1 April 2019
The Gemological Institute of America (GIA) has revised its education materials and updated its grading reports for laboratory-grown diamonds to align with the Federal Trade Commission’s (FTC) revised Jewelry Guides.
Beginning July 1 this year, GIA Laboratory-Grown Diamond ReportsTM and identification reports will no longer use the term “synthetic.”
The new GIA Laboratory-Grown Diamond Report will feature the same visual representation of the scales for colour, clarity and cut as GIA’s grading reports for natural diamonds. The updated reports will continue to use descriptive terms for colour and clarity, for example, Near Colorless and Very Slightly Included, as shown on the scales. The report will also include a QR code linking to GIA’s online Report Check service with more information about the growth processes of laboratory-grown diamonds. All detected clarity treatments will be disclosed. The comments section will include the statement: This is a man-made diamond produced by CVD (Chemical Vapor Deposition) or HPHT (High Pressure High Temperature) growth processes and may include post-growth treatments to change the colour.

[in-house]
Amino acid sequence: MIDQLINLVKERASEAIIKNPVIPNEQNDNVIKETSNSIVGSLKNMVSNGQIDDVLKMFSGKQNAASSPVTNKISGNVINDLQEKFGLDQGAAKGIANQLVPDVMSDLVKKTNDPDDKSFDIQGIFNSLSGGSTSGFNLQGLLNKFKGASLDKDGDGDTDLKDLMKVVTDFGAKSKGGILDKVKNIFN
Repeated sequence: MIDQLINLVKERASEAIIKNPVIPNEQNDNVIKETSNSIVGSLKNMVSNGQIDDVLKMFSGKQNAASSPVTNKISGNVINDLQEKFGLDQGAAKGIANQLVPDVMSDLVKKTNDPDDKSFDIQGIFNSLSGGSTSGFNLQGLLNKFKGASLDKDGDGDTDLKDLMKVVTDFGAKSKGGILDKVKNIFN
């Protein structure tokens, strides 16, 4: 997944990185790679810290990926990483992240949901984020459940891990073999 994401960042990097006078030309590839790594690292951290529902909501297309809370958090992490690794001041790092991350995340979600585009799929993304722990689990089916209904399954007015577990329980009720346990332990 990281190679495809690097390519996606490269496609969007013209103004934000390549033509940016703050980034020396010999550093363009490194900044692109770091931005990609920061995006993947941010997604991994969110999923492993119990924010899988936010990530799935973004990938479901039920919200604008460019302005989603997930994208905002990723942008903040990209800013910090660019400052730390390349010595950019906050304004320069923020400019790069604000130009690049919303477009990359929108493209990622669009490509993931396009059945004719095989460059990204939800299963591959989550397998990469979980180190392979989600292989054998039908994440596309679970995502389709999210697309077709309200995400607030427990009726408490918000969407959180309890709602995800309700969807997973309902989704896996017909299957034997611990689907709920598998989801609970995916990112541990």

Any GIA Synthetic Diamond Report issued since January 1, 2018, may be returned and exchanged for the new Laboratory-Grown Diamond Report at no cost.
Since the FTC revision in July 2018, GIA said it had been reviewing and revising its education materials and procedures to ensure consistency in nomenclature across the Institute. Research conducted by GIA showed that consumer focus groups indicate that there is still confusion about the product and the differences between natural and laboratory-grown diamonds.
In another development, GIA said it will introduce on April 30 the GIA Diamond Origin Report service, which will confirm the country of origin of polished diamonds. The new report will include the country of origin, a full 4Cs quality analysis of each diamond and a report number inscription.
GIA also revealed that it engaged with mining companies, manufacturers and retailers to identify their traceability needs and conducted consumer research, which showed that 69 percent of US bridal consumers prefer to buy a diamond with an origin story.